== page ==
In this week’s parshah, God again commands Moses to take a census of all the able-bodied men of military age in the community, once again preparing the people to march into the Promised Land. Despite all of the ups and down of their relationship, all of the times the Israelites turned away, God did not abandon them. When the fortieth year came, God’s promise to the Israelites and their forefathers was fulfilled. Sometimes in our lives, we feel distant from God. We feel that God has turned away from us, or that we have turned away from God. In these times it is important to remember that God does not abandon, just as God never abandoned our forefathers. “God is close to the brokenhearted and saves those who are crushed in spirit (Ps. 34:19).” “For God will not cast off God’s people, nor will God forsake God’s heritage (Ps. 94:14).”   “God, being merciful, forgives iniquity and does not destroy; time and again God restrains God’s wrath and does not arouse all of God’s rage (Ps. 78:38).” “God delivers; the King will answer us when we call (Ps. 20:10).”


Commentary for Pinchas

28 Jun

One thing we learn quickly in today’s society is that every rule has exceptions. As we get older, we realize that the exceptions are often much more interesting than the rules themselves, and have a lot to teach us. This week’s parshah begins in the middle of the story of Pinchas, which started at the very end of last week’s parshah. Many Israelites had started worshipping a foreign god called Baal-peor, and an Israelite leader, Zimri, and a Midianite woman, Cozbi, were so brazen that they went in front of the assembled Israelite nation, walked into the Tent of Meeting and went to worship Baal-peor. Pinchas, in an act of zeal, grabbed a spear and stabbed the two of them through the chest. This act scared the remaining Israelites enough that it caused them to turn back to God when even a God-sent plague could not make them forsake their foreign worship.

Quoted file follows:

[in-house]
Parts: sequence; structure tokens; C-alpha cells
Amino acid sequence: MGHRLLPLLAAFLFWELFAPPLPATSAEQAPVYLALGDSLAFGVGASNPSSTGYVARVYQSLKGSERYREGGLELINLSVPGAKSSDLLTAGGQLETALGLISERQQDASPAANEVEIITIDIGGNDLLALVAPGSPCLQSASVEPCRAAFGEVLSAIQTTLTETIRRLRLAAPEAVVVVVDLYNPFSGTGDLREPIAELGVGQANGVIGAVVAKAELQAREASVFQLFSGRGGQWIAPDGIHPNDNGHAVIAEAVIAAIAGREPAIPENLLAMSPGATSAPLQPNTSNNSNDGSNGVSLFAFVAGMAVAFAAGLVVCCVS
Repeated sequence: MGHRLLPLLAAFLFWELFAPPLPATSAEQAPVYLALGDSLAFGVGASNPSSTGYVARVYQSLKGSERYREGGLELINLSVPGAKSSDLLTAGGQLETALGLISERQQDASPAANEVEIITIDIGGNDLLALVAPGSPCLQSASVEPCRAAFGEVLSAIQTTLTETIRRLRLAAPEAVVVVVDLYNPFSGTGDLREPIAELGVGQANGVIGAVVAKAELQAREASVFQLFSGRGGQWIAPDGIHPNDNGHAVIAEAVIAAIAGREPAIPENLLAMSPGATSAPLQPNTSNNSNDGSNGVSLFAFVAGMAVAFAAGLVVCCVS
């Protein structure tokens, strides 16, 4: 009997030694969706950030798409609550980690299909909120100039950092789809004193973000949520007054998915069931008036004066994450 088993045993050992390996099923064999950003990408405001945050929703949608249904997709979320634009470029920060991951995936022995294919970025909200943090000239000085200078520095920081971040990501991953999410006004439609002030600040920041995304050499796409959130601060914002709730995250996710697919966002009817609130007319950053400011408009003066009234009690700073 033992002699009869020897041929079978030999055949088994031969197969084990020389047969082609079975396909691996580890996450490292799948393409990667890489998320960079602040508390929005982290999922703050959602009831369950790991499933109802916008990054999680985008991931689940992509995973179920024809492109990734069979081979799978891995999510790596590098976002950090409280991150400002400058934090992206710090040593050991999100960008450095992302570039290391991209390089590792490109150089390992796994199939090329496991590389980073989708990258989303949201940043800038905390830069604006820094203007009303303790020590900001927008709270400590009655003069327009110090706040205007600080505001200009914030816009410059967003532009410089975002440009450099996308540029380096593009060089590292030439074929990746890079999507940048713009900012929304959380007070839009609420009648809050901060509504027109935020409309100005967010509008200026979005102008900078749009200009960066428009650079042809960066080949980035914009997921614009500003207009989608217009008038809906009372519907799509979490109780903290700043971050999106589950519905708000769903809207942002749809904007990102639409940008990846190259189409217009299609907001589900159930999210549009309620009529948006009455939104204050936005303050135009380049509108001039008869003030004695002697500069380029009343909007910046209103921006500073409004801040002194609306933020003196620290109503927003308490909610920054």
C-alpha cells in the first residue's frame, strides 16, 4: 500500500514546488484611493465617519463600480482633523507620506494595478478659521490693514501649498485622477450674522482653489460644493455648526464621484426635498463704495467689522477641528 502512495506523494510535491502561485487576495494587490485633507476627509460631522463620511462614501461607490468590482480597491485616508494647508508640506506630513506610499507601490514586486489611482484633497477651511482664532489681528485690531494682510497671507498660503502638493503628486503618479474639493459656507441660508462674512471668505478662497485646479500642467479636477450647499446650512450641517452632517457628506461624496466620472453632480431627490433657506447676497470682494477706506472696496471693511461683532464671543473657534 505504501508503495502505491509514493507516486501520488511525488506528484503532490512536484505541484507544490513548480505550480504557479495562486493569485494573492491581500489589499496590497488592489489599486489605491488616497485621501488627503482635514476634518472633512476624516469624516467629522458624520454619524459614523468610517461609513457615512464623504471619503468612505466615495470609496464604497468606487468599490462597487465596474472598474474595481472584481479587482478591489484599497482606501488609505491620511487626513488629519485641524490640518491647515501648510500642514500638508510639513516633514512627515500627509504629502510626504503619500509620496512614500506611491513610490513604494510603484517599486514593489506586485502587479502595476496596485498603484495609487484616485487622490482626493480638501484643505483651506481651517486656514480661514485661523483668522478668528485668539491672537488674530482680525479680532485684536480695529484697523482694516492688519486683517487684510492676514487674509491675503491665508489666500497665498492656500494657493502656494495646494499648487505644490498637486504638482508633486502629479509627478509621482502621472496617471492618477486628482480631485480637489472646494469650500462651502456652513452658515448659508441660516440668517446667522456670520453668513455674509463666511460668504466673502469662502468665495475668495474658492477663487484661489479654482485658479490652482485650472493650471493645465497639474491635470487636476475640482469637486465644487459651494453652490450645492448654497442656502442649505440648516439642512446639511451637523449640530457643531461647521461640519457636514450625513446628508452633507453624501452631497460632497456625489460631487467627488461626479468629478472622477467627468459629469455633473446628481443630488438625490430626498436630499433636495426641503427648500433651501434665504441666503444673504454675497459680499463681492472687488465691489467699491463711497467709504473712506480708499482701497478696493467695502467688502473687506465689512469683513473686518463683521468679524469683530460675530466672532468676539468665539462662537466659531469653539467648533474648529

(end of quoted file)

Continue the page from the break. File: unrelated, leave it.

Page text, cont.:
This week’s parshah immediately picks up where last week’s left off, with “The Lord spoke to Moses, saying: Pinchas, son of Eleazar son of Aaron the priest has turned back My wrath from the Israelites by displaying among them My zeal in his own his zeal; thus I did not wipe out the Israelites in My zeal. Therefore say “I am giving him My covenant of shalom (Num. 25: 10-12).”
Under normal circumstances, if any letter in a Torah is found to be even partially scratched off or improperly formed, the entire Torah scroll is rendered unusable until the letter is fixed. The one exception to this rule is the letter vav in the word “shalom” in verse 12. If the stem of this letter does not have a small line scratched off it at least part of the way through, the scroll is rendered unusable. In this, there is yet another exception to a rule: Torahs must be written with a quill of feather from a kosher bird. No metal instruments may be used at all… except for here, where the scratching off of the letter must be done with a metal implement. This prohibition against using metal implements reflects instructions given to the Israelites in Exodus 20:22, prohibiting the use of iron tools in the construction of altars, derived from the fact that the word used for iron tools is “cherbecha,” which can also be translated as “swords.” Iron is used for making blades for killing (such as the spear that Pinchas killed Zimri and Cozbi with), and as a result, it is not fit to be used to construct an altar to God or to write a holy object like a Torah.
If we ignore the broken vav from “shalom,” we get the word “shalem” meaning complete, which is the lingual route of the word “shalom.” We learn from this that although much good came from Pinchas’ act of violence and God gave him a covenant of peace, a true, lasting, complete peace cannot be brought about through acts of violence.